As in the case of Audi, the right fit for a brand is one that sees mutual alignment with the aesthetics, style, perceptions and values of each entity. The partnership can then build credibility with a community whether it be an emerging brand that is building awareness or a mature brand that is repositioning, relaunching or in need of reputation management.
The value for the employees of each partner in the equation is not to be underestimated. Creativity feeds creativity. When teams from diverse organisations collaborate strategically, creative thinking escalates, productivity improves, energy lifts and teams are more likely to think beyond the executional demands, put themselves in the shoes of the audience, articulate and measure the real outcomes.
Agencies then come into the equation to help with the heavy lifting allowing arts organisations to do what they do best – push boundaries in creative programming providing inspiration, enlightenment, nurturing, challenging and rewarding experiences – and brands to reap the benefits.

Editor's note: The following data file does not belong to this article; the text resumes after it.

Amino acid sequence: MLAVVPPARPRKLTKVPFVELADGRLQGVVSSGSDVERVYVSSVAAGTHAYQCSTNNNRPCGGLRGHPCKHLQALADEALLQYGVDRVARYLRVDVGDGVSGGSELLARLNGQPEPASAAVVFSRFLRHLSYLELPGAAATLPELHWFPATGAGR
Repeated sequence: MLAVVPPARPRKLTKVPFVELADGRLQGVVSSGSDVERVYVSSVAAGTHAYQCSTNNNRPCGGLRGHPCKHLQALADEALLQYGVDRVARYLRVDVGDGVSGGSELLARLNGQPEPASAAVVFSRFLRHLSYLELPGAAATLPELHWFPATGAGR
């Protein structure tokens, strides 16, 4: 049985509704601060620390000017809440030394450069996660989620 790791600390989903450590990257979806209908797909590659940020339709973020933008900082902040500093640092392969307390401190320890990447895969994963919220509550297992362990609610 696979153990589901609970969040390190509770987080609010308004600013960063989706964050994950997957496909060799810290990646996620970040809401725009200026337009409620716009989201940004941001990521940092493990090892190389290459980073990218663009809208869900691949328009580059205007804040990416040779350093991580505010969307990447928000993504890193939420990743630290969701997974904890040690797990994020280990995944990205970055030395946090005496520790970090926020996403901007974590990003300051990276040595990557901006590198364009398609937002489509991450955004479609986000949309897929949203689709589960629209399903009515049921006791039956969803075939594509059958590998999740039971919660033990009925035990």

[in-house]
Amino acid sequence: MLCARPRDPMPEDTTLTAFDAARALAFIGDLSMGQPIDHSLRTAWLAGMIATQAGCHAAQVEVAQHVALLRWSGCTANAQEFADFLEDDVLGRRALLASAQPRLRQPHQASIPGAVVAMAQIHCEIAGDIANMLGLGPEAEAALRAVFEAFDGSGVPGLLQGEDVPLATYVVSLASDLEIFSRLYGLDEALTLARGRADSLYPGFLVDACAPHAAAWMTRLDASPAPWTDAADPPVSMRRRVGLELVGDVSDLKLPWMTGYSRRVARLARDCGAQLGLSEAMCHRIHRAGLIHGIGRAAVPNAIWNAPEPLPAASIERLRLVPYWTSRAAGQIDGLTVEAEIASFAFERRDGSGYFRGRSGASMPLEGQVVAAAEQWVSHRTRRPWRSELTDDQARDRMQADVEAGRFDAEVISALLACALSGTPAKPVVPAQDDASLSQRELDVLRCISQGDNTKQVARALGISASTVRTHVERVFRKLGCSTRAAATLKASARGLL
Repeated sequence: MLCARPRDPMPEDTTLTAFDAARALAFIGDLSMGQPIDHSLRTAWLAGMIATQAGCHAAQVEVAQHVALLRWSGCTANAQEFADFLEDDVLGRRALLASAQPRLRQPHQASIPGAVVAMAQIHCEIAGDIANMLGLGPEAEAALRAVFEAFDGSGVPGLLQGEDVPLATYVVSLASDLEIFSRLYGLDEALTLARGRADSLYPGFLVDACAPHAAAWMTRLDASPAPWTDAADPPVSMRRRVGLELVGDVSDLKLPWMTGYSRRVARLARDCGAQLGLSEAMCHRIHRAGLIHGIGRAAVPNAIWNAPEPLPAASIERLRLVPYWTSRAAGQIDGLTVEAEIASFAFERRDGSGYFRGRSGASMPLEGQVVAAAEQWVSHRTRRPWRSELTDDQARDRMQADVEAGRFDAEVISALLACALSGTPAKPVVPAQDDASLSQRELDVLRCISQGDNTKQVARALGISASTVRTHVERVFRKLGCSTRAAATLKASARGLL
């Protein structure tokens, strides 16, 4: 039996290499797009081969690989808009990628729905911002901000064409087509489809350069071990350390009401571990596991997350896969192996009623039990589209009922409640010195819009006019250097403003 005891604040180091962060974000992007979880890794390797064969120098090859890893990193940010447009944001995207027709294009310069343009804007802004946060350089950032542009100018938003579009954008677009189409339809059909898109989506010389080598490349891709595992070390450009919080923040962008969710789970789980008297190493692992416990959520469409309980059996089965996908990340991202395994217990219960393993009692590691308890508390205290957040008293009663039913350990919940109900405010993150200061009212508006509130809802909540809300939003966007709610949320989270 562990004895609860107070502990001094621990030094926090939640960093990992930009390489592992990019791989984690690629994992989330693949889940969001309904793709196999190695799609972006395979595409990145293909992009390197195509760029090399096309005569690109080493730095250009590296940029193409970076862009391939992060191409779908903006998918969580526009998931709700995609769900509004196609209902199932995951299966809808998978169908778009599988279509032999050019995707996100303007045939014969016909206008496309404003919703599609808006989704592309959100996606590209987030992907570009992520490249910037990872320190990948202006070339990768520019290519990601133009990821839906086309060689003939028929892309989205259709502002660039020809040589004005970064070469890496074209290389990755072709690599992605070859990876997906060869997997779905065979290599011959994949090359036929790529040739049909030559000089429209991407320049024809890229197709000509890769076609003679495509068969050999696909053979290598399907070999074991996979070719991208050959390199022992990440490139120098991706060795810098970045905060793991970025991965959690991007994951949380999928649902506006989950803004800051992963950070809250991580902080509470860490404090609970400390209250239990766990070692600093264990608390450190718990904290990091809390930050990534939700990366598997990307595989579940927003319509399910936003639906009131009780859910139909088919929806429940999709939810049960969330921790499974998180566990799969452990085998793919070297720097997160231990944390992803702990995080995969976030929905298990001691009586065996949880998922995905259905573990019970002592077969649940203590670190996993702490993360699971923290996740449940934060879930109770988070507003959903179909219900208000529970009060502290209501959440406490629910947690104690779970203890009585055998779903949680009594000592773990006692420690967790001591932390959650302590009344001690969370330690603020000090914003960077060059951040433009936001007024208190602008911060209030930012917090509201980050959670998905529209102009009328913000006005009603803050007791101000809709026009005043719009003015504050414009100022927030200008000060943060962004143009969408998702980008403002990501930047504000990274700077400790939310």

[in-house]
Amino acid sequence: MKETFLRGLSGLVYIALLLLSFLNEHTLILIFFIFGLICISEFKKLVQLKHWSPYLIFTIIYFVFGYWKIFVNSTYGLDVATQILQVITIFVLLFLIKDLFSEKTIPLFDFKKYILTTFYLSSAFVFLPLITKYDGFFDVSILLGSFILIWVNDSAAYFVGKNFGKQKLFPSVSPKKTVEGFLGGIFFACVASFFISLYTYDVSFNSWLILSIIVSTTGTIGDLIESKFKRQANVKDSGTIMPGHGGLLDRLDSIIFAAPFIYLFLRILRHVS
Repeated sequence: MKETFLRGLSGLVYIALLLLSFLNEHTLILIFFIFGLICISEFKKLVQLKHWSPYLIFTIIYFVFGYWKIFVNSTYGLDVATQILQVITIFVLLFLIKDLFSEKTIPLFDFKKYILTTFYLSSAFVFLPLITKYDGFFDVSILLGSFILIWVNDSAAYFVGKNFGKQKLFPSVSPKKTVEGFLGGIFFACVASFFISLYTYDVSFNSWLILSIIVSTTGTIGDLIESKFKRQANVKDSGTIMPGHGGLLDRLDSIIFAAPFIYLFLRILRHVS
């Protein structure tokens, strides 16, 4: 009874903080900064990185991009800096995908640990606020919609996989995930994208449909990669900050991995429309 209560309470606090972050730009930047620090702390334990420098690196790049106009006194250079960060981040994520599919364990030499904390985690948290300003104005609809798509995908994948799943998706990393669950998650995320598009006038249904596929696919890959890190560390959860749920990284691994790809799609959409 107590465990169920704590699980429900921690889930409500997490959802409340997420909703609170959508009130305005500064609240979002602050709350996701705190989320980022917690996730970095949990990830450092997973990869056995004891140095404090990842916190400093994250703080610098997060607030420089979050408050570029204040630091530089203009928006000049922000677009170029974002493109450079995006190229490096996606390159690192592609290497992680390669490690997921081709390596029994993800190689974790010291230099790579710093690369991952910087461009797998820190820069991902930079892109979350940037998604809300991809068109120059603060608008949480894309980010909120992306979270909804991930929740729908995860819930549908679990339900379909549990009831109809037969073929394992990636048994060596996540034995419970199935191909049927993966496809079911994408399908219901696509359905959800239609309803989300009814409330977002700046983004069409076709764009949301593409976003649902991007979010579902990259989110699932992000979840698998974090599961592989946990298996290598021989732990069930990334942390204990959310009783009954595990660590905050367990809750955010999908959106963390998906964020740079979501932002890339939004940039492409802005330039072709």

It can be tough out there for arts organisations, particularly when they’re going up against more commercially-led events such as music festivals. Equally, it can be difficult for brands fielding, vetting and weighing up the value of getting into bed with arts organisations. Agencies are often the best weapon to get over this hurdle because – I’ll let you in on a secret: agencies love working with art organisations just as much as they love working with brands. It’s the perfect intersection as it gives us an opportunity to flex our creative muscle while calling on our commercial minds. For teams of frustrated artists, you can’t go past that.
Karen Monaghan is client development director at Neonormal. She’s also chair of the marketing committee at Melbourne Writers Festival which kicks off today.